Large PINTAILED Sand-grouse.
El Guett'ha, Arabic.
Nobody seems to know any special native name for this sand-grouse, which is curious, seeing that for distinctness and beauty of plumage it stands apart, and is one of our three species which are as large as pigeons. Prom the other two, the Tibetan and the black-bellied, it is easily distinguished; its belly is white, not black, as in the latter, and though the Tibetan sand-grouse has also a white belly, its toes, feathered as well as the legs, distinguish it. Moreover, the present bird has, above the white belly, a black band clearly marking off the buff breast. These points, and the long pin feathers in the tail, are common to both sexes, but otherwise they differ ; the hen has the usual black-pencilled buff upper plumage of hen sand-grouse, and the cock's upper plumage is a beautiful mixture of subdued olive-green and soft yellow, the former colour predominating. He has a black throat and a black necklace a little way below this, defining the top of the buff breast from the lighter buff of the neck. The hen has also a necklace here, but it is double in her. Both have a beautiful variegated patch on the wing near the pinion-joint, formed by white-edged feathers, their ground-colour being chocolate in the cock and black in the hen.
It may be that the very local occurrence of this exquisitely beautiful, and, where it occurs, very abundant bird, have prevented it getting a distinct appellation in our Indian tongues ; it is only at all common in Northern and Central Sind and the Punjab, and only a winter visitor there, but it has strayed to Delhi and been obtained in Rajputana. It leaves for the north early in April at latest ; its range is very wide, and it must be one of the most abundant of the family, being found not only in South-western and Central Asia, but being represented in Southern Europe and North Africa by what can hardly be called a distinct species, though it can just be separated as a local race, the so-called P. pyrenaicus.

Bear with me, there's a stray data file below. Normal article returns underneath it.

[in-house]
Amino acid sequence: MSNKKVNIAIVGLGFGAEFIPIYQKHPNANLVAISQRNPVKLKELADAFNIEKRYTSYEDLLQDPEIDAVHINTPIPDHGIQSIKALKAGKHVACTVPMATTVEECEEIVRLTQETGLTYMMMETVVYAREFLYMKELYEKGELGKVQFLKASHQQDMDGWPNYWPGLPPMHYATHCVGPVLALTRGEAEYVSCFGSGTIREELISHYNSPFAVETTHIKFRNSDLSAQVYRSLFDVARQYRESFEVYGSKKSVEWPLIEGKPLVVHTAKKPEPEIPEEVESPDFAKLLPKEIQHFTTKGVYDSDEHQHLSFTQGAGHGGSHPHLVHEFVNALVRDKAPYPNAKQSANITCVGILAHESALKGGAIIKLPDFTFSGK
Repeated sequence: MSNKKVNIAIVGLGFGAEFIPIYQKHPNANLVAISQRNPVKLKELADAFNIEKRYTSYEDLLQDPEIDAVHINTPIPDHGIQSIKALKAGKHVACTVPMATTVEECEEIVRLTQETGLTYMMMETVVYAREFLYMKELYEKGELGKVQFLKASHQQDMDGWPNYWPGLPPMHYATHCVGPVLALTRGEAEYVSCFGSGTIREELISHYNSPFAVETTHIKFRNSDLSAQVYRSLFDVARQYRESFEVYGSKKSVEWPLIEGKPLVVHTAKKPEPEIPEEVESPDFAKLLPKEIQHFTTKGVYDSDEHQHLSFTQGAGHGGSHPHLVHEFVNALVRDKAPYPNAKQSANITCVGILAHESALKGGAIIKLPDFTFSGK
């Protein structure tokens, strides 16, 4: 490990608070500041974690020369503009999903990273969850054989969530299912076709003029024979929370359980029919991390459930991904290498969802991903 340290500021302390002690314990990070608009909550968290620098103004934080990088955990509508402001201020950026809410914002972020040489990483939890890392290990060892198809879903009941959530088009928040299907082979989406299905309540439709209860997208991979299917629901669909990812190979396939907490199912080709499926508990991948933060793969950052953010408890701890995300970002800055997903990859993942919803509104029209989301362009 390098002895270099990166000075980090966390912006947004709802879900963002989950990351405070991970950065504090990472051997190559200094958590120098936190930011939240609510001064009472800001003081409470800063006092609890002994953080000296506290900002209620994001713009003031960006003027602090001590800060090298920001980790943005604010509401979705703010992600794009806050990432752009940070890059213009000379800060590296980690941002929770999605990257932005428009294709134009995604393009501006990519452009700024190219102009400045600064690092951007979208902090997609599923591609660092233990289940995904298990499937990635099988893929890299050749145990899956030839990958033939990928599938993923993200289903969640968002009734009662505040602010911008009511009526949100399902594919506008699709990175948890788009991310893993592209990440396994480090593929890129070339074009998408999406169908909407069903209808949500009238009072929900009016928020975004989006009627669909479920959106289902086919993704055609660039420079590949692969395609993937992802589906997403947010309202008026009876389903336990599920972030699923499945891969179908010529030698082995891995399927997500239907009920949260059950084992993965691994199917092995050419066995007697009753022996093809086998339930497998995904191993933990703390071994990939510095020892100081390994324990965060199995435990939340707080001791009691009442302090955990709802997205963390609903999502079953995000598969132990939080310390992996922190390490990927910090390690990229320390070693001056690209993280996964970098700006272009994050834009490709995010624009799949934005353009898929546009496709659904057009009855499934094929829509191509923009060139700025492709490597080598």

When with us it is in enormous flocks; they were, says Hume, in tens of thousands on a vast plain some miles from Hoti Mardan, the only place where he had had a chance of observing them; here they only frequented the bare and fallow land, though cultivated ground was at hand, and were very wary, requiring to be stalked by way of nullahs or ravines. Their flight seemed to him even more powerful than that of other sand-grouse, and the note, uttered freely either on the ground or on the wing, was, although rather like that of the black-bellied species, still quite distinct from that of any other. Dresser renders it as Kaat Kaat ka, and Blanford calls it a loud clanging cry. The food is leaves, seeds, small pulse and grain, and plenty of gravel is taken.
This is one of the species the male of which has been actually observed to soak its breast to water its young, as recorded by Mr. E. G.. Meade-Waldo, the first to discover this unique habit in 1895. He says, in the Avicultural Magazine (1905-1906), " I have had the good fortune to see the males of Pterocles arenarius, the black-breasted sand-grouse, and Pterocles alchatus, the greater pintailed sand-grouse, getting water for their young in the wild state, but, had I not seen it administered in confinement, would have considered them to have been demented birds trying to dust in mud and water, when unlimited dusting ground surrounded them on every side." He appears not to have seen the actual act of soaking by the present species, but saw the cocks pass over with their white breasts soaked in mud and water, and he has often bred this bird (the western form) in confinement, his old hen, the mother of many broods, having died at the advanced age of nearly 20 years.